Data Analysis with Golang

In the age of Internet and AI , data is quite important. As the volumne of data increase we will need performant systems to be able to analyse them.
In this tutorial we will explore how to use Golang to Analysis Data.Python is mostly used for data science and data analysis – but let us see how to use Go/Golang for data analysis.

By the end of this tutorial we will learn about

  • Go Packages for Data Analysis
  • How to Read CSV Dataset in Golang
  • Basic Exploratory Data Analysis in Go
  • etc

GO Packages For Data Analysis

As we learnt in a previous post – performing data cleaning and data exploration in Go is time consuming and not as easy and simple like Python,Julia and R.
However we it is still doable? Let us check the various packages we can use for data analysis

  • GoTa
  • qFrames
  • Dataframes-go
  • Gonum
  • Stat

Most of these packages are quite useful and have their benefits. Let us pick one of them GoTa and see how to use if for data analysis.

Installing GoTa

To install gota you can use the go get command and the link to the package. You can also search for the package on

go get

In certain cases you can work with go mod approach to keep track of the packages you will be using in your projects but let us install is globally.

How to Read CSV Files

To be able to read csv files you will have to first open the file and then parse and process it using gota/dataframe package. You can also parse it with any of the packages listed above after opening the CSV files.

Opening the CSV Files
There are several ways to open a CSV File in Golang. These include using the Os Package or the CSV package.

We will be analysing the diamonds dataset which you can get from here or on UCI Machine learning repository.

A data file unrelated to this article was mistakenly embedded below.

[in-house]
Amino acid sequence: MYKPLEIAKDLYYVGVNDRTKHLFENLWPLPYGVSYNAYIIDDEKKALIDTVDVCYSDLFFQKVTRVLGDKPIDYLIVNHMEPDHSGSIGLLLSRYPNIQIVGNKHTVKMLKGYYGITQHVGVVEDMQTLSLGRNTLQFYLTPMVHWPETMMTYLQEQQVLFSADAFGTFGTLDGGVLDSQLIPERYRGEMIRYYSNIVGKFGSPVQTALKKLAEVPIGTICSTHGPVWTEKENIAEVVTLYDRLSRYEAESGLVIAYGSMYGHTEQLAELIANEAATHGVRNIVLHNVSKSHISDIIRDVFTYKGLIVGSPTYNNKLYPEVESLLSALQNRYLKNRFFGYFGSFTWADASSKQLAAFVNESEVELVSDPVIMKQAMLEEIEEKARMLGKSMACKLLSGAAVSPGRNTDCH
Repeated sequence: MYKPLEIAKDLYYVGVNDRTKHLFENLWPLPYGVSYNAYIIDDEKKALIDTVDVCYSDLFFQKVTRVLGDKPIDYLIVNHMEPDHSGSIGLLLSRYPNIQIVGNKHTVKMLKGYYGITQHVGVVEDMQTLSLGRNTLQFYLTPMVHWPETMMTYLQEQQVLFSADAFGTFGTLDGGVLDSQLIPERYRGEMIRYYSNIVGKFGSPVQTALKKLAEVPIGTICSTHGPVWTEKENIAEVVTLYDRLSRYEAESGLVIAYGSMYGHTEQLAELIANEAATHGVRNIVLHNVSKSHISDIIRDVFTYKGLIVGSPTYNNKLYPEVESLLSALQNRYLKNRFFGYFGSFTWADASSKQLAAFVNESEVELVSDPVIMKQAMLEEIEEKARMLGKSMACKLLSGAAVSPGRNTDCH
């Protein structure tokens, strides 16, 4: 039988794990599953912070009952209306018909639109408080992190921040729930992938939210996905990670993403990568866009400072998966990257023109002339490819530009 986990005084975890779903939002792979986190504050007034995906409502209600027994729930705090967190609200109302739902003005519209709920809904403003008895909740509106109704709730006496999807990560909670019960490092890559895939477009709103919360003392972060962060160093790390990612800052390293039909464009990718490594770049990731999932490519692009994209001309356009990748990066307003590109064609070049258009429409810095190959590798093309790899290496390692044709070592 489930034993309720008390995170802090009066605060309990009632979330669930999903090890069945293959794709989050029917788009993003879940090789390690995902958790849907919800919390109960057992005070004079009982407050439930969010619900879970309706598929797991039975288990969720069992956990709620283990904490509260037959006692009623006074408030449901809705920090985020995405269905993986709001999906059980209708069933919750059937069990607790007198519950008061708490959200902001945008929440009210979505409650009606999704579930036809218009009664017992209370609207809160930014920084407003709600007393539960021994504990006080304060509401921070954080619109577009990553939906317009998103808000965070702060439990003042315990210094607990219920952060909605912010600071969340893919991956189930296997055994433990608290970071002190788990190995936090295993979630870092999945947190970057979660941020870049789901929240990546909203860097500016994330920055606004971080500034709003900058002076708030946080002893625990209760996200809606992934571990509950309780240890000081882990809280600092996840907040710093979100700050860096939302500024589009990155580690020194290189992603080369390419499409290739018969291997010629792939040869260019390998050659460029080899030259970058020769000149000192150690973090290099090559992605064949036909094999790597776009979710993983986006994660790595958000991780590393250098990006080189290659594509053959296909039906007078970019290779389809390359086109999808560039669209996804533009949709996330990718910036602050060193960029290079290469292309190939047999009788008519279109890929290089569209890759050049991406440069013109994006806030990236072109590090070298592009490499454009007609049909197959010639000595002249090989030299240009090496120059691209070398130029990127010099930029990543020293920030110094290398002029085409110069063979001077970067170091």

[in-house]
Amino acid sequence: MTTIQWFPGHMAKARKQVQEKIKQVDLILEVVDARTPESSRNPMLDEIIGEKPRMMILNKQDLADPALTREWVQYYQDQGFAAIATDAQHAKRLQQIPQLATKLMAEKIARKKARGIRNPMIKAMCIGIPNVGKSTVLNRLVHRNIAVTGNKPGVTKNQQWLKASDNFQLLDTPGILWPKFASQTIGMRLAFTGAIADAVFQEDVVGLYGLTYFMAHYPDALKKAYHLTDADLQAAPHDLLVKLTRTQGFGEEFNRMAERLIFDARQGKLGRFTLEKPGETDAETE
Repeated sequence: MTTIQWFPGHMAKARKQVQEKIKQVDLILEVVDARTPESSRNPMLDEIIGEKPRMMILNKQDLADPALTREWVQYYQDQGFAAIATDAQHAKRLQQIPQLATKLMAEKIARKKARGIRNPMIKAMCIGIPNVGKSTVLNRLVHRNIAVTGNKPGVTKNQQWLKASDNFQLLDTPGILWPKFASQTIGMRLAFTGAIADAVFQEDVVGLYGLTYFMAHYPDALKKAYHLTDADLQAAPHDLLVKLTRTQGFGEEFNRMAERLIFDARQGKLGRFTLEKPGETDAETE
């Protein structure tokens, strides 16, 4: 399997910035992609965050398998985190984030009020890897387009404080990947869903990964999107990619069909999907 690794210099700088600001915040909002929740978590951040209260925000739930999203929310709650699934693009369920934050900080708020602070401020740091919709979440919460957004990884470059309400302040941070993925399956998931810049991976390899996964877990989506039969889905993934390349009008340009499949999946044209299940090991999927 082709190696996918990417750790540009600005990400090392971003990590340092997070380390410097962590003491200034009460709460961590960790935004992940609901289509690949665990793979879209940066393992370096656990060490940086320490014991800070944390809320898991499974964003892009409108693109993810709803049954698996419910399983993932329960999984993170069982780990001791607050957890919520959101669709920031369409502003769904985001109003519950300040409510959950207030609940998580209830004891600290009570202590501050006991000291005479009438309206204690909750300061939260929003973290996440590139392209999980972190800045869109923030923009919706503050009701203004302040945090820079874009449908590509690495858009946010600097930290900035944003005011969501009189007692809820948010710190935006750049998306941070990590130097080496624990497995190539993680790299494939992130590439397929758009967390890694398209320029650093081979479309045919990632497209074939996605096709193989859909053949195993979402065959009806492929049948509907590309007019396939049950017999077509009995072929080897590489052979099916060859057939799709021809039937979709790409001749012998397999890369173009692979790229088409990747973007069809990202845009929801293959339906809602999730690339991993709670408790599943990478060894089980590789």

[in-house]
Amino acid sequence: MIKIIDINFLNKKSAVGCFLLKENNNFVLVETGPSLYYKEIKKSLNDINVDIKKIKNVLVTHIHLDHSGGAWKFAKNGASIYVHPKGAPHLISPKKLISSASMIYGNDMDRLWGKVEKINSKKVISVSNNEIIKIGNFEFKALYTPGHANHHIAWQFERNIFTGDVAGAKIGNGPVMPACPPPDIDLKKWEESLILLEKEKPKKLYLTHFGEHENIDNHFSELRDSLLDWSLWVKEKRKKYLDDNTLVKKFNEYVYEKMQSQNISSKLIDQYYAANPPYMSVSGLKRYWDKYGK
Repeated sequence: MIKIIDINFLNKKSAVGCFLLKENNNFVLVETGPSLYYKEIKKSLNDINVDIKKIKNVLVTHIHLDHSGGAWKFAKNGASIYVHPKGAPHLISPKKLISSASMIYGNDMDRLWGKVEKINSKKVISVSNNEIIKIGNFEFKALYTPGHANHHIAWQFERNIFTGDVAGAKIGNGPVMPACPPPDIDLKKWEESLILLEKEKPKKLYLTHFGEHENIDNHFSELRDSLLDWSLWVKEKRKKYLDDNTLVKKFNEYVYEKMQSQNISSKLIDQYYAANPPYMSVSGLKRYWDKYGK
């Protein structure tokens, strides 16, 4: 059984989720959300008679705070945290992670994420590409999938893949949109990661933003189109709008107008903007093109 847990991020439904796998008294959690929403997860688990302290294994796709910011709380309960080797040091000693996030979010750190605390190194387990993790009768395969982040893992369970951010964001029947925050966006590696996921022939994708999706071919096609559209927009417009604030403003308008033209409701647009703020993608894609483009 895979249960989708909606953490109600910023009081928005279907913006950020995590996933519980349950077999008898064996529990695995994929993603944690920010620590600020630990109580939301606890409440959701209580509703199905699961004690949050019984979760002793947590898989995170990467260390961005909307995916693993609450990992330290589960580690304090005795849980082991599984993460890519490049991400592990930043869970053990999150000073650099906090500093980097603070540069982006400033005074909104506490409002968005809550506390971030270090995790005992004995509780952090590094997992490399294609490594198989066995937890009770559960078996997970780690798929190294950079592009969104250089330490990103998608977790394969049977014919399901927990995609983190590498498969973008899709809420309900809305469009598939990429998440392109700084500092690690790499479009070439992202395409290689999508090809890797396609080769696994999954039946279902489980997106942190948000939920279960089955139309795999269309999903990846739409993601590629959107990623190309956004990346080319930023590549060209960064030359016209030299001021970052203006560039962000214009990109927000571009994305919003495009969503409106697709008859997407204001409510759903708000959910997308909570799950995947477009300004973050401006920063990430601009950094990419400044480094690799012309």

package main
 import (
func main() {
// Open CSV
     csvfile, err := os.Open("data/diamonds.csv")
     if err != nil {
 // Read CSV 
df := dataframe.ReadCSV(csvfile) 

We can now run the program with go run main.go

We can also check out the shape, the number of row and cols as well as the column names using the following

// Shape of Dataset
    row, col := df.Dims()
    fmt.Println("Shape of DF:", row, col)

// Get Only Row Size
// Get only Columns Size 

// Get Column Names 

We can also check out the descriptive stati/summary as well as the datatypes using the following

// Get DataTypes
// fmt.Println(df.Types())
// Describe/Summary
// fmt.Println("Summary", df.Describe())

One important thing when performing data analysis is on selection of columns and rows.

// Select  columns by Column name

// Select column by index

You can also select multiple columns.

// Multiple Columns Selection
// df[["carat","cut"]] 
fmt.Println(df.Select([]string{"carat", "cut"}))

Selection of Rows

For selection of rows you can use the .Subset() function

// Selection of Rows
// Subset : iloc

Working with Series

// Series and Apply Functions
ds := df.Col("carat") // A Series
fmt.Printf("%T \n", ds)

Applying Functions

// Get the mean
dsmean := ds.Mean()
fmt.Println("Mean of Series:", dsmean)

// Get the Mean using Another Package
gmean := stat.Mean(ds.Float(), nil)
fmt.Println("Go Num Mean for series:", gmean)

Check For Missing Values


Working with Conditions using Filter


ispremium := df.Filter(dataframe.F{"cut", "==", "Premium"})

To conclude we have seen how to do some basic EDA with Golang. You can also check the video tutorials below

Thanks For Your Time

Jesus Saves

by Jesse E.Agbe (JCharis)

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